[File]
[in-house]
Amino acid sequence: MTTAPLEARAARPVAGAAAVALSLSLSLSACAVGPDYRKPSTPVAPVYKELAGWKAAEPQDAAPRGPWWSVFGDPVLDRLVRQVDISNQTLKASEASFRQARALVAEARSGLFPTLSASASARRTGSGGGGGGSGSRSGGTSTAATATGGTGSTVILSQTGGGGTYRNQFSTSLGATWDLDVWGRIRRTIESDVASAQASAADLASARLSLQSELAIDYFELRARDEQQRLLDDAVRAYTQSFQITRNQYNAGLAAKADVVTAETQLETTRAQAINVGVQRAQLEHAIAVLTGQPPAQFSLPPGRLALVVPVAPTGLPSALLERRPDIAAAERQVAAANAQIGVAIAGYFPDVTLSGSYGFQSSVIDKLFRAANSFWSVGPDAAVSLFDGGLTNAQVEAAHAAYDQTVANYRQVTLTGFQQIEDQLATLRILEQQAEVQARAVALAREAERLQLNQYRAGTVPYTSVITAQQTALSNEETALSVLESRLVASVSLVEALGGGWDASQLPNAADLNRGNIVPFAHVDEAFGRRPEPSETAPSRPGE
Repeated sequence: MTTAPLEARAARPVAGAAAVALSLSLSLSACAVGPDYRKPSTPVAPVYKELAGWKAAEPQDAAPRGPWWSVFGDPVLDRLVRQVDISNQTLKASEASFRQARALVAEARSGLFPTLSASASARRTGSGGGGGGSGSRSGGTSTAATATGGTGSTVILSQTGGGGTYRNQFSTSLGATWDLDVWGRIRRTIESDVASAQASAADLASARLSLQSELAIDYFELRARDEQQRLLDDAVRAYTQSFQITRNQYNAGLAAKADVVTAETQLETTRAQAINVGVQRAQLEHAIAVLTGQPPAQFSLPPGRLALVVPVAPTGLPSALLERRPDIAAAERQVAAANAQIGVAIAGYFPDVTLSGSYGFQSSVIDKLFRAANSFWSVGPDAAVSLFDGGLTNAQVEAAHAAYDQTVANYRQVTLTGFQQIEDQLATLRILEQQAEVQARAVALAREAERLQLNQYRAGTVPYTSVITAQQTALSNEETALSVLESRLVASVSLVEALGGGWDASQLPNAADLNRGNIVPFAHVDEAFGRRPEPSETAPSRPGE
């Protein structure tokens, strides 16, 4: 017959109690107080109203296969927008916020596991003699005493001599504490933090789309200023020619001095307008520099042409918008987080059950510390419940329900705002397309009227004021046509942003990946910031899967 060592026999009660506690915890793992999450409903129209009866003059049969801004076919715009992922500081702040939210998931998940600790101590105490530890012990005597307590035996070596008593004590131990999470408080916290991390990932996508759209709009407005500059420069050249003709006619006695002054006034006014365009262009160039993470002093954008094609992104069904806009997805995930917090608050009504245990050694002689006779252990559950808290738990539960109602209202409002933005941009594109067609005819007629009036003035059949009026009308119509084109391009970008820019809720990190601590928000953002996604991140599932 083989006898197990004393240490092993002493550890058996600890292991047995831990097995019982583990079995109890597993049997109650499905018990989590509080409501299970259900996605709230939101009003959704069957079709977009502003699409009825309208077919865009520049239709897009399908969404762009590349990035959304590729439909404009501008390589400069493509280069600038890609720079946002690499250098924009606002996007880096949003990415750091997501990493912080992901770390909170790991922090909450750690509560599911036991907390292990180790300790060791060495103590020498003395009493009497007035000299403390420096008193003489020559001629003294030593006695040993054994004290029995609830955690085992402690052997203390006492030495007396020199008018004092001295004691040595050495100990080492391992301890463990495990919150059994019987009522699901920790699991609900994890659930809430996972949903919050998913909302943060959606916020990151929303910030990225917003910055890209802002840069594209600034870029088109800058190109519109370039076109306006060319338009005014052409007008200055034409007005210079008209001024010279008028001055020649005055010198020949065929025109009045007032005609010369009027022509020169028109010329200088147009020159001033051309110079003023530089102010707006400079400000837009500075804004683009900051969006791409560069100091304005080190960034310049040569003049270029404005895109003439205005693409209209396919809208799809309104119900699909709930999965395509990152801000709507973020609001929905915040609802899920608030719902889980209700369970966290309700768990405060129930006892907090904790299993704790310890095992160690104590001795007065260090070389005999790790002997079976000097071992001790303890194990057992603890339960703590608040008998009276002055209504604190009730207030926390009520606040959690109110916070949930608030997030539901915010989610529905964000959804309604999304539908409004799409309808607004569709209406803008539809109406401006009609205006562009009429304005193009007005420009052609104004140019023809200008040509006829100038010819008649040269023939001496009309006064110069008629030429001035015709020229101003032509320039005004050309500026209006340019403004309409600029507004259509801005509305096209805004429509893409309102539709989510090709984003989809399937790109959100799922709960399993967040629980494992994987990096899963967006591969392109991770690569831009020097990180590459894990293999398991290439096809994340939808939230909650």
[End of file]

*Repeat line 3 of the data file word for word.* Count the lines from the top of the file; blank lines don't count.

Repeated sequence: MTTAPLEARAARPVAGAAAVALSLSLSLSACAVGPDYRKPSTPVAPVYKELAGWKAAEPQDAAPRGPWWSVFGDPVLDRLVRQVDISNQTLKASEASFRQARALVAEARSGLFPTLSASASARRTGSGGGGGGSGSRSGGTSTAATATGGTGSTVILSQTGGGGTYRNQFSTSLGATWDLDVWGRIRRTIESDVASAQASAADLASARLSLQSELAIDYFELRARDEQQRLLDDAVRAYTQSFQITRNQYNAGLAAKADVVTAETQLETTRAQAINVGVQRAQLEHAIAVLTGQPPAQFSLPPGRLALVVPVAPTGLPSALLERRPDIAAAERQVAAANAQIGVAIAGYFPDVTLSGSYGFQSSVIDKLFRAANSFWSVGPDAAVSLFDGGLTNAQVEAAHAAYDQTVANYRQVTLTGFQQIEDQLATLRILEQQAEVQARAVALAREAERLQLNQYRAGTVPYTSVITAQQTALSNEETALSVLESRLVASVSLVEALGGGWDASQLPNAADLNRGNIVPFAHVDEAFGRRPEPSETAPSRPGE